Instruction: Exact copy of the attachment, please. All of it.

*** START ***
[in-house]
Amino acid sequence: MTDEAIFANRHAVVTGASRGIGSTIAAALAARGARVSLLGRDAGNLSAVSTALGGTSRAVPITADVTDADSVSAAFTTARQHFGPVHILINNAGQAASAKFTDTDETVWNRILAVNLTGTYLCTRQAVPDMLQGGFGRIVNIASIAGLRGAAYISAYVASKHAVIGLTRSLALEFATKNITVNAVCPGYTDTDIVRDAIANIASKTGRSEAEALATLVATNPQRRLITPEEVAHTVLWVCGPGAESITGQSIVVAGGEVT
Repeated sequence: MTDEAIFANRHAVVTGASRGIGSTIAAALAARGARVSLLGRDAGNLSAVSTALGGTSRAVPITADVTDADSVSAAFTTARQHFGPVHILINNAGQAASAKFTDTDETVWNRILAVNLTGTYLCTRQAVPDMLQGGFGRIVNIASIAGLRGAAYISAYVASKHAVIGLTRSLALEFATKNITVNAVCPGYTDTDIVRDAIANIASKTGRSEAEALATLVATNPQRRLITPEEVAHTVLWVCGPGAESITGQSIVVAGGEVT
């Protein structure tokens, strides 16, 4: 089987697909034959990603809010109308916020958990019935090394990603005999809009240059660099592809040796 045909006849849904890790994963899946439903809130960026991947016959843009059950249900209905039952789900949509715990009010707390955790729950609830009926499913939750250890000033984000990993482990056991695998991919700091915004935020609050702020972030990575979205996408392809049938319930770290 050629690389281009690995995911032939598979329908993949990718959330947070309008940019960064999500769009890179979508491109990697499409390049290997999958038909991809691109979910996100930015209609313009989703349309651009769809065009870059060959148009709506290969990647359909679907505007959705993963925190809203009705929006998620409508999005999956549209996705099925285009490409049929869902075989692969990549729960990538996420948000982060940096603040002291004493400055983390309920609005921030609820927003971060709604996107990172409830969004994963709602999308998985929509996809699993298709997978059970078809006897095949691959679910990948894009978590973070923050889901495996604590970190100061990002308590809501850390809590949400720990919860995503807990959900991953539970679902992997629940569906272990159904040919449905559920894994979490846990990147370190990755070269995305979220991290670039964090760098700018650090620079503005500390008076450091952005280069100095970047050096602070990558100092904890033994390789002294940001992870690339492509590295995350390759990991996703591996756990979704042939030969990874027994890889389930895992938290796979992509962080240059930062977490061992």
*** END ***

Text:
[in-house]
Amino acid sequence: MTDEAIFANRHAVVTGASRGIGSTIAAALAARGARVSLLGRDAGNLSAVSTALGGTSRAVPITADVTDADSVSAAFTTARQHFGPVHILINNAGQAASAKFTDTDETVWNRILAVNLTGTYLCTRQAVPDMLQGGFGRIVNIASIAGLRGAAYISAYVASKHAVIGLTRSLALEFATKNITVNAVCPGYTDTDIVRDAIANIASKTGRSEAEALATLVATNPQRRLITPEEVAHTVLWVCGPGAESITGQSIVVAGGEVT
Repeated sequence: MTDEAIFANRHAVVTGASRGIGSTIAAALAARGARVSLLGRDAGNLSAVSTALGGTSRAVPITADVTDADSVSAAFTTARQHFGPVHILINNAGQAASAKFTDTDETVWNRILAVNLTGTYLCTRQAVPDMLQGGFGRIVNIASIAGLRGAAYISAYVASKHAVIGLTRSLALEFATKNITVNAVCPGYTDTDIVRDAIANIASKTGRSEAEALATLVATNPQRRLITPEEVAHTVLWVCGPGAESITGQSIVVAGGEVT
């Protein structure tokens, strides 16, 4: 089987697909034959990603809010109308916020958990019935090394990603005999809009240059660099592809040796 045909006849849904890790994963899946439903809130960026991947016959843009059950249900209905039952789900949509715990009010707390955790729950609830009926499913939750250890000033984000990993482990056991695998991919700091915004935020609050702020972030990575979205996408392809049938319930770290 050629690389281009690995995911032939598979329908993949990718959330947070309008940019960064999500769009890179979508491109990697499409390049290997999958038909991809691109979910996100930015209609313009989703349309651009769809065009870059060959148009709506290969990647359909679907505007959705993963925190809203009705929006998620409508999005999956549209996705099925285009490409049929869902075989692969990549729960990538996420948000982060940096603040002291004493400055983390309920609005921030609820927003971060709604996107990172409830969004994963709602999308998985929509996809699993298709997978059970078809006897095949691959679910990948894009978590973070923050889901495996604590970190100061990002308590809501850390809590949400720990919860995503807990959900991953539970679902992997629940569906272990159904040919449905559920894994979490846990990147370190990755070269995305979220991290670039964090760098700018650090620079503005500390008076450091952005280069100095970047050096602070990558100092904890033994390789002294940001992870690339492509590295995350390759990991996703591996756990979704042939030969990874027994890889389930895992938290796979992509962080240059930062977490061992």